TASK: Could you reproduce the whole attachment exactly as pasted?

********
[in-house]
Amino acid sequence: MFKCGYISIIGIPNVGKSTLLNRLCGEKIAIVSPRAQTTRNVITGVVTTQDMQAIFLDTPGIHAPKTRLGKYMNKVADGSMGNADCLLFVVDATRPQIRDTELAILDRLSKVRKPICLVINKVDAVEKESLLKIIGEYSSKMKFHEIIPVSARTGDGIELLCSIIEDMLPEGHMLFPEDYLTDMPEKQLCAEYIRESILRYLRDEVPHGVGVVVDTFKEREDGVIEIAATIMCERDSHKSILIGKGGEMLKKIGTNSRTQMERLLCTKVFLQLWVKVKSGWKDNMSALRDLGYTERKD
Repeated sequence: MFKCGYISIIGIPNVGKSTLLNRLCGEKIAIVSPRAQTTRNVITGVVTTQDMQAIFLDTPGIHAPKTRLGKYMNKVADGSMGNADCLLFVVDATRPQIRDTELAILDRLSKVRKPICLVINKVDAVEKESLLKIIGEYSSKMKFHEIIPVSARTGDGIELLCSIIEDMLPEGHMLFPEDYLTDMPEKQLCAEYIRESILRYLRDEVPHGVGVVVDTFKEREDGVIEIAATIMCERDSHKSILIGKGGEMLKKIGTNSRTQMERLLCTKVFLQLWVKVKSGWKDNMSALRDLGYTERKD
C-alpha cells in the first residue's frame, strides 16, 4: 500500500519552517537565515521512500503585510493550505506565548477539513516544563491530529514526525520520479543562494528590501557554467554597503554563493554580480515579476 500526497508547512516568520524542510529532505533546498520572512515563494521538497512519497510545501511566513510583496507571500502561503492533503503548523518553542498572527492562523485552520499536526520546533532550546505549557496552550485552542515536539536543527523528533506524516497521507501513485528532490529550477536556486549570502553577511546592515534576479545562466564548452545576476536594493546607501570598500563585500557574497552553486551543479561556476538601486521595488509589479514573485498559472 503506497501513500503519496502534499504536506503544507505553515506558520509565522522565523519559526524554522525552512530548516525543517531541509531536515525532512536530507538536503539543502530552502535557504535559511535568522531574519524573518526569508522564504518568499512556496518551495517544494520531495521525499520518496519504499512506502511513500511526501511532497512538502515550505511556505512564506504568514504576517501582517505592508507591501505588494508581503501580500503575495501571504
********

[in-house]
Amino acid sequence: MFKCGYISIIGIPNVGKSTLLNRLCGEKIAIVSPRAQTTRNVITGVVTTQDMQAIFLDTPGIHAPKTRLGKYMNKVADGSMGNADCLLFVVDATRPQIRDTELAILDRLSKVRKPICLVINKVDAVEKESLLKIIGEYSSKMKFHEIIPVSARTGDGIELLCSIIEDMLPEGHMLFPEDYLTDMPEKQLCAEYIRESILRYLRDEVPHGVGVVVDTFKEREDGVIEIAATIMCERDSHKSILIGKGGEMLKKIGTNSRTQMERLLCTKVFLQLWVKVKSGWKDNMSALRDLGYTERKD
Repeated sequence: MFKCGYISIIGIPNVGKSTLLNRLCGEKIAIVSPRAQTTRNVITGVVTTQDMQAIFLDTPGIHAPKTRLGKYMNKVADGSMGNADCLLFVVDATRPQIRDTELAILDRLSKVRKPICLVINKVDAVEKESLLKIIGEYSSKMKFHEIIPVSARTGDGIELLCSIIEDMLPEGHMLFPEDYLTDMPEKQLCAEYIRESILRYLRDEVPHGVGVVVDTFKEREDGVIEIAATIMCERDSHKSILIGKGGEMLKKIGTNSRTQMERLLCTKVFLQLWVKVKSGWKDNMSALRDLGYTERKD
C-alpha cells in the first residue's frame, strides 16, 4: 500500500519552517537565515521512500503585510493550505506565548477539513516544563491530529514526525520520479543562494528590501557554467554597503554563493554580480515579476 500526497508547512516568520524542510529532505533546498520572512515563494521538497512519497510545501511566513510583496507571500502561503492533503503548523518553542498572527492562523485552520499536526520546533532550546505549557496552550485552542515536539536543527523528533506524516497521507501513485528532490529550477536556486549570502553577511546592515534576479545562466564548452545576476536594493546607501570598500563585500557574497552553486551543479561556476538601486521595488509589479514573485498559472 503506497501513500503519496502534499504536506503544507505553515506558520509565522522565523519559526524554522525552512530548516525543517531541509531536515525532512536530507538536503539543502530552502535557504535559511535568522531574519524573518526569508522564504518568499512556496518551495517544494520531495521525499520518496519504499512506502511513500511526501511532497512538502515550505511556505512564506504568514504576517501582517505592508507591501505588494508581503501580500503575495501571504